With energy costs on the rise and native plants and animals continuing to disappear, it’s up to us to help out our wildlife and preserve what we have left in our beautiful state.
By making a few small changes here and there, you can help combat climate change, lower your reliance on fossil fuels, and decrease energy bills simultaneously.
Use Cover Crops
Leaving soil bare and unused is one of the worst things you can do for your land. If there is nothing growing on it at any given time, it is very susceptible to erosion by way of wind and water.
Here are a few reasons to use cover crops:
● Plant buckwheat or crimson clover and just watch the beneficial insects arrive. As an added bonus, buckwheat frees up otherwise unavailable phosphorus for future plantings!
● They hold in excess Nitrogen which can feed future crops
● Their roots hold soil in place
● They increase microbial diversity
● They naturally till the ground beneath them. Give oilseed radish and deep-rooting turnips and sunflowers a shot.
● When they are terminated and left to decompose: they become food for worms and they add organic matter to your soil
Cover crops help keep the soil covered and help keep grass from creeping in and taking over. Even if you have a small plot that you are unsure what to do with, throw some cover crop seeds down in the meantime. You will only benefit!
Pro tip: Remember to water in, then cover the seeds with a tarp or some hay while they germinate to keep birds from feasting on them.
Cover crop seed mix, Image Credit: Jenna Rich
Encourage Pollinator Presence and Support Wildlife with Native Plants
Incorporating native plants into your landscape is one of the best things you can do to increase and preserve diversity, ensure local birds and other wildlife have the means to survive and create a low-maintenance garden.
Native plants are designed to support other wildlife such as native bees, hummingbirds, and bats. Plants that provide small seeds or nuts provide vital wintertime meals for hungry birds and small critters. Those that are first to bloom in the spring are crucial for bees leaving the hive for the first time all winter, desperate for a meal.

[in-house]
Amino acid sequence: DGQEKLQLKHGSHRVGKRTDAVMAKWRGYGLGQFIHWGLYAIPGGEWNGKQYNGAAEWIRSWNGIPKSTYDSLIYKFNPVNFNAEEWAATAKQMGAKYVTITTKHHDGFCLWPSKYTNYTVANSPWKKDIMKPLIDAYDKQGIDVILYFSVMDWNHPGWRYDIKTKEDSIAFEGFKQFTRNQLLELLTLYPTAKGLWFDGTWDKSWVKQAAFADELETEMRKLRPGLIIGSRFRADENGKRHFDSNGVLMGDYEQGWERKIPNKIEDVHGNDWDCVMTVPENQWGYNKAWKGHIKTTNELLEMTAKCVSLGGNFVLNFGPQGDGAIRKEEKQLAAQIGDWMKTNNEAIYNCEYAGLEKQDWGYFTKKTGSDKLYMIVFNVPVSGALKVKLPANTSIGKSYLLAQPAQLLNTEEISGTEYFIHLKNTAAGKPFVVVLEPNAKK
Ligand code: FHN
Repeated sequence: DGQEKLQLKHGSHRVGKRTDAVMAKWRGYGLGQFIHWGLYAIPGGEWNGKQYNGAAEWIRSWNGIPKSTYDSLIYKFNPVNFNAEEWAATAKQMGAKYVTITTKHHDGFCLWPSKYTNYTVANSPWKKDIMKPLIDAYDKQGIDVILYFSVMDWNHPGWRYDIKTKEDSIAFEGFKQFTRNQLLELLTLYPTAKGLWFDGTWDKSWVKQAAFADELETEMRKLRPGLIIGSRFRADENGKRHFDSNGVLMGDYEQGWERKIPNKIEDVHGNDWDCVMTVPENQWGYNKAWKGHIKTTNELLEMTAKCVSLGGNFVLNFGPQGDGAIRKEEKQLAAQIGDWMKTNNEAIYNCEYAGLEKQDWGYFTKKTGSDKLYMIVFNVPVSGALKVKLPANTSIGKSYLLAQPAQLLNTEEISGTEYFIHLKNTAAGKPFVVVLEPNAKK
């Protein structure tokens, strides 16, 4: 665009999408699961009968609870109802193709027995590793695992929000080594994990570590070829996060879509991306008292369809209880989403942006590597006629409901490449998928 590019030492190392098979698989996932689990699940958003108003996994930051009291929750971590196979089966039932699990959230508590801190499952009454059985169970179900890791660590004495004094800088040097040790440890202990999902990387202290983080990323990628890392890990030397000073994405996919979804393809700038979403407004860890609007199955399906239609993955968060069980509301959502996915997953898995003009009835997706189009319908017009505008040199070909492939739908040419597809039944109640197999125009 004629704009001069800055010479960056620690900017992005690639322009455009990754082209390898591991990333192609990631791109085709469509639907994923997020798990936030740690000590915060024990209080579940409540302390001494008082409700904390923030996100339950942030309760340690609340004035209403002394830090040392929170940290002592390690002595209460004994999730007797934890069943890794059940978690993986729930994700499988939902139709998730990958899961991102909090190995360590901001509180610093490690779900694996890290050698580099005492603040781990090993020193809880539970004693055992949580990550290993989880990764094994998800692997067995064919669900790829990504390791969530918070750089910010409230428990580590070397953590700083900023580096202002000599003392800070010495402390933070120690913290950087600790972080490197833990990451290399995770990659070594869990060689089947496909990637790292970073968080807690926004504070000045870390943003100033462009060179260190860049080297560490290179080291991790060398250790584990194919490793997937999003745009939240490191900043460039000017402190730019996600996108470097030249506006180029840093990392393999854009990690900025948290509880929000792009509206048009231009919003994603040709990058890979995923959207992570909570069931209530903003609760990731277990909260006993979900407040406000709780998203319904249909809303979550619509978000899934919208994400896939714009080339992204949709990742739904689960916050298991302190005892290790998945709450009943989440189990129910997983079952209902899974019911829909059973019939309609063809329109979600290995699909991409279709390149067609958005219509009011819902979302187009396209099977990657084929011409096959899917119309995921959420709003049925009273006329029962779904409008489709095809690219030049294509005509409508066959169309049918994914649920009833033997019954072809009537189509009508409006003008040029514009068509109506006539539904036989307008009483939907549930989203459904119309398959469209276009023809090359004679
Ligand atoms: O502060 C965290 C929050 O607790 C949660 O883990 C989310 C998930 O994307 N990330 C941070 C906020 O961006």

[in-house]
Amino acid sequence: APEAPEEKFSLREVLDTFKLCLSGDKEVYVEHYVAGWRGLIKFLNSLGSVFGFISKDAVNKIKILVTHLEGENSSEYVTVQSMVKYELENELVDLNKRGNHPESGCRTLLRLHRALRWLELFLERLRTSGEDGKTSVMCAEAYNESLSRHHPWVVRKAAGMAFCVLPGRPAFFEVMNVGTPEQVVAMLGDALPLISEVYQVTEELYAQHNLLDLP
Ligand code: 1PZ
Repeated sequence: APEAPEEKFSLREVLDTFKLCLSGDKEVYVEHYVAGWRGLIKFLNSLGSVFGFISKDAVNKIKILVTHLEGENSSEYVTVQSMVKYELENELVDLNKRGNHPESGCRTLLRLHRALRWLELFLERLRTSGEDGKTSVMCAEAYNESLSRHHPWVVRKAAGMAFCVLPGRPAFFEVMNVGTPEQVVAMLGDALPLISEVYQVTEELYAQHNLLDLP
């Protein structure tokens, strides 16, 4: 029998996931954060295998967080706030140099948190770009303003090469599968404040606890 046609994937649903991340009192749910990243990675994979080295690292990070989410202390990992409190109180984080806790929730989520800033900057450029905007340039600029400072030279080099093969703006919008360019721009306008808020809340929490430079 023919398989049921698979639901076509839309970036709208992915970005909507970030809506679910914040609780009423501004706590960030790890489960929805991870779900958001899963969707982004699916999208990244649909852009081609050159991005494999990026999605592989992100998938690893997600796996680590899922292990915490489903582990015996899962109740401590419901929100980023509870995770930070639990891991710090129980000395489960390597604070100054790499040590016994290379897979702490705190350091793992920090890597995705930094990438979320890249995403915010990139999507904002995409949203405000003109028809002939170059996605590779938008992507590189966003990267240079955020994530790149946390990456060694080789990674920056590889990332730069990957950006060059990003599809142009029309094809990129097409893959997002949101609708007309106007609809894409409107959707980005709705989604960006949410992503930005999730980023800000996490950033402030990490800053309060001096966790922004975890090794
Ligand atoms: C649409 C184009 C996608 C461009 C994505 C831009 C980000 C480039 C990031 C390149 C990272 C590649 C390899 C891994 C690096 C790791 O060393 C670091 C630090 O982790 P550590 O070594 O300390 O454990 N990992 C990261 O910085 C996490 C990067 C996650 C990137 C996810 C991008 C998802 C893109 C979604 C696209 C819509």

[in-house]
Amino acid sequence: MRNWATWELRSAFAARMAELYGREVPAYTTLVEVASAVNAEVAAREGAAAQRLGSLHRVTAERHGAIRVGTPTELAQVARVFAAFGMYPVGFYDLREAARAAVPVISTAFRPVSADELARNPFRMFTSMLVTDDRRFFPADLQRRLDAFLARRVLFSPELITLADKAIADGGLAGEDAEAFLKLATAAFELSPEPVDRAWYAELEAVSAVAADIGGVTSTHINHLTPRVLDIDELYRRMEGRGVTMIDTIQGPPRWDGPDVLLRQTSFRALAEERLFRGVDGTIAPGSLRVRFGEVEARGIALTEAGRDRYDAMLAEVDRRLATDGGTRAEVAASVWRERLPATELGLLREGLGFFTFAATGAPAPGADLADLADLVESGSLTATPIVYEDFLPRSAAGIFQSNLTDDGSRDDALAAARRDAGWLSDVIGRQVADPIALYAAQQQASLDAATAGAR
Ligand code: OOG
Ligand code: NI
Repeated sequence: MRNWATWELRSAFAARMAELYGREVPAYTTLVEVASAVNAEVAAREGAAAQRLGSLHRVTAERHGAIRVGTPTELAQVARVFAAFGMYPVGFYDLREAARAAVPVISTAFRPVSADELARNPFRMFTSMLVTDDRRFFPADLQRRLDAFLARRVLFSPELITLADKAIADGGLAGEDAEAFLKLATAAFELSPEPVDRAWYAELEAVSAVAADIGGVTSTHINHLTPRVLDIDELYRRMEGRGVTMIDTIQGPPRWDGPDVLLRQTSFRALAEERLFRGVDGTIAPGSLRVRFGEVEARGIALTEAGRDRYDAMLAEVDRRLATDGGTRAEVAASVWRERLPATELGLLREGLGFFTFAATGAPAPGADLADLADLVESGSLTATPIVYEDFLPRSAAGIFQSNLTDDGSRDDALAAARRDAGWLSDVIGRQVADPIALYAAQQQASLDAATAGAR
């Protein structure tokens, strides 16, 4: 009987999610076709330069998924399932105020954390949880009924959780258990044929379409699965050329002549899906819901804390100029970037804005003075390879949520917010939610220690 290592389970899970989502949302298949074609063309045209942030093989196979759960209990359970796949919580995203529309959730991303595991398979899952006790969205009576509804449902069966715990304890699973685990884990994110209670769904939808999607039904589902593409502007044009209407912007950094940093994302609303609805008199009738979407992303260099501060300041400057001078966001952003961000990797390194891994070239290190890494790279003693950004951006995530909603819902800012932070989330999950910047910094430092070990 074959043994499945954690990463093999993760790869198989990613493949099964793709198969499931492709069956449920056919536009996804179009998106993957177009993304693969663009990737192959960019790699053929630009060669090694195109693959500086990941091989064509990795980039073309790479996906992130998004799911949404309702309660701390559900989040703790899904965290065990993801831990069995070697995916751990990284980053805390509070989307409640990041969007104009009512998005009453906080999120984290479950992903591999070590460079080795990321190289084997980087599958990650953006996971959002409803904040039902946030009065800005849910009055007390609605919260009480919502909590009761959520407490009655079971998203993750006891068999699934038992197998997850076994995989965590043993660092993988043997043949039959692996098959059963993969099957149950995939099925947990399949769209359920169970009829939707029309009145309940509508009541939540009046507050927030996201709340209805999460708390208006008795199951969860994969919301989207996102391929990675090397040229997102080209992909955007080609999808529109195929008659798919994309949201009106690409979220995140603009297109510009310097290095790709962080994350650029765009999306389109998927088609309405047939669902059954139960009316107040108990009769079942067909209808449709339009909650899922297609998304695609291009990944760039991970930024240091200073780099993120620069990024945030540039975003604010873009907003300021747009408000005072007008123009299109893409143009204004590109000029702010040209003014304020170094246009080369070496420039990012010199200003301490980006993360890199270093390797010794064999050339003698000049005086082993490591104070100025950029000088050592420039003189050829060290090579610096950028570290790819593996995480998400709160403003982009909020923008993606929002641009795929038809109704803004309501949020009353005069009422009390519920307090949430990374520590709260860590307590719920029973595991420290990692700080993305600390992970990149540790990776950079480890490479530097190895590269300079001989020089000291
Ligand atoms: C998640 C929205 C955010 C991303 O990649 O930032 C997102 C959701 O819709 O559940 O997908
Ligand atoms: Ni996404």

Native plants will be the easiest to care for and grow best because they have already adapted to living in your region. This could include resilience to inclement weather patterns such as heavy rainfall, prolonged drought conditions, or pest pressure. Most flowers, plants, and trees you might see at big chain stores in the spring and summer may be foreign to our region. Instead, visit a local nursery that carries plants native to NH that will do better in your soil and NH weather, and thrive in your space.
Remember, every little thing you do on your own plot of land plays a big role in your region’s wildlife so do what you can to help preserve and support them.
Jenna holds worms and smiles, Image Credit: Jenna Rich
Decrease or Eliminate Tillage of Soil
With each pass of a conventional tiller, the microbiology under the soil’s surface is disrupted, taking weeks or sometimes months to repair and begin to thrive again. You can think of heavy tilling similar to someone coming over to your house every few months, picking it up and shaking it, leaving you to pick up all the pieces and rearrange everything that was displaced. If you really think about it, it might even take you close to a year to put everything back in its rightful place.
Jenna broad-forking in field, Image Credit: Jenna Rich
Try instead, broad forking in the spring and in between plantings to loosen and aerate the soil and help incorporate any amendments laid out. Adding organic matter like compost and woodchips in pathways and around garden plots. These add-ins will help attract worms, promote beneficial microbials, and may even deter certain pests.
Experts believe there are millions of bacteria, thousands of nematodes, and about 100,000 protozoa in just a handful of active soil, not to mention the thousands of worms and insects! They work really hard to keep our soil healthy and balanced, so let’s do our best for them in return.
A great place to start if you are looking to go no-till is Jesse Frost's book, The Living Soil Handbook; The No-Till Grower’s Guide to Ecological Market Gardening.
Soil surface after a winter of no-till, Image Credit: Jenna Rich
Use Passive Solar and Energy Efficient Light Sources